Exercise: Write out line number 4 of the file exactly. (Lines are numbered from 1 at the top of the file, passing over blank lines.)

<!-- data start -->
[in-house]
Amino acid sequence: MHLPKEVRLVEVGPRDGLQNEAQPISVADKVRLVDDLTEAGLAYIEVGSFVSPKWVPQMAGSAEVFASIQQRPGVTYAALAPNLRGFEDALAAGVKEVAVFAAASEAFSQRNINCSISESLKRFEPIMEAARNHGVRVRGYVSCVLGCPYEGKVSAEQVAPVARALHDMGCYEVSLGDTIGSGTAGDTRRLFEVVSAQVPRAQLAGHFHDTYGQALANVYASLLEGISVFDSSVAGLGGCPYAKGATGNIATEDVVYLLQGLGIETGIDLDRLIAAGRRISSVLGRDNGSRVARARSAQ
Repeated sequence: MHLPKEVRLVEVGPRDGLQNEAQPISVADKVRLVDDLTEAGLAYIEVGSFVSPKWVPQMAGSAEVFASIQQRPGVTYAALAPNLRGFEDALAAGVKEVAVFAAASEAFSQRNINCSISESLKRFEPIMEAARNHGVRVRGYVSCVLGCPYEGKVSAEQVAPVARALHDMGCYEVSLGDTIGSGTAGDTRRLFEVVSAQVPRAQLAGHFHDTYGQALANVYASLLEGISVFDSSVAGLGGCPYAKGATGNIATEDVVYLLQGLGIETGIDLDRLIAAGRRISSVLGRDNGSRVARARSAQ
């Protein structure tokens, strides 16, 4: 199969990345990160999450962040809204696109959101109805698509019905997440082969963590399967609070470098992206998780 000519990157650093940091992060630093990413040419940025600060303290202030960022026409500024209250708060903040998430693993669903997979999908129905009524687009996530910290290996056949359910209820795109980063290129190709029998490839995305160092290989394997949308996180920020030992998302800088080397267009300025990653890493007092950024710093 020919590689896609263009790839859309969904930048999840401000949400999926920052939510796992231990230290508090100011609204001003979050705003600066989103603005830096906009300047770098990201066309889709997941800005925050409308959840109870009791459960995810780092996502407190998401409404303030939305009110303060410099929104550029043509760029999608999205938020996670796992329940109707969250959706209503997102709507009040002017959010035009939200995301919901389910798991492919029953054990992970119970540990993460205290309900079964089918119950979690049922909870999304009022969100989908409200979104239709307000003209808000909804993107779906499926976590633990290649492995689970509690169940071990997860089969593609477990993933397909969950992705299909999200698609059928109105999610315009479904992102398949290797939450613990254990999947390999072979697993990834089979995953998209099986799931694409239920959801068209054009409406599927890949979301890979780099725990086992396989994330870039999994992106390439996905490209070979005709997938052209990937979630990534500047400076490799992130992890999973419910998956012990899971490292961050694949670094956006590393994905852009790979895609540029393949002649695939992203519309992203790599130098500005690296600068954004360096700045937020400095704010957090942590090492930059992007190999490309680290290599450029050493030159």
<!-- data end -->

């Protein structure tokens, strides 16, 4: 199969990345990160999450962040809204696109959101109805698509019905997440082969963590399967609070470098992206998780 000519990157650093940091992060630093990413040419940025600060303290202030960022026409500024209250708060903040998430693993669903997979999908129905009524687009996530910290290996056949359910209820795109980063290129190709029998490839995305160092290989394997949308996180920020030992998302800088080397267009300025990653890493007092950024710093 020919590689896609263009790839859309969904930048999840401000949400999926920052939510796992231990230290508090100011609204001003979050705003600066989103603005830096906009300047770098990201066309889709997941800005925050409308959840109870009791459960995810780092996502407190998401409404303030939305009110303060410099929104550029043509760029999608999205938020996670796992329940109707969250959706209503997102709507009040002017959010035009939200995301919901389910798991492919029953054990992970119970540990993460205290309900079964089918119950979690049922909870999304009022969100989908409200979104239709307000003209808000909804993107779906499926976590633990290649492995689970509690169940071990997860089969593609477990993933397909969950992705299909999200698609059928109105999610315009479904992102398949290797939450613990254990999947390999072979697993990834089979995953998209099986799931694409239920959801068209054009409406599927890949979301890979780099725990086992396989994330870039999994992106390439996905490209070979005709997938052209990937979630990534500047400076490799992130992890999973419910998956012990899971490292961050694949670094956006590393994905852009790979895609540029393949002649695939992203519309992203790599130098500005690296600068954004360096700045937020400095704010957090942590090492930059992007190999490309680290290599450029050493030159």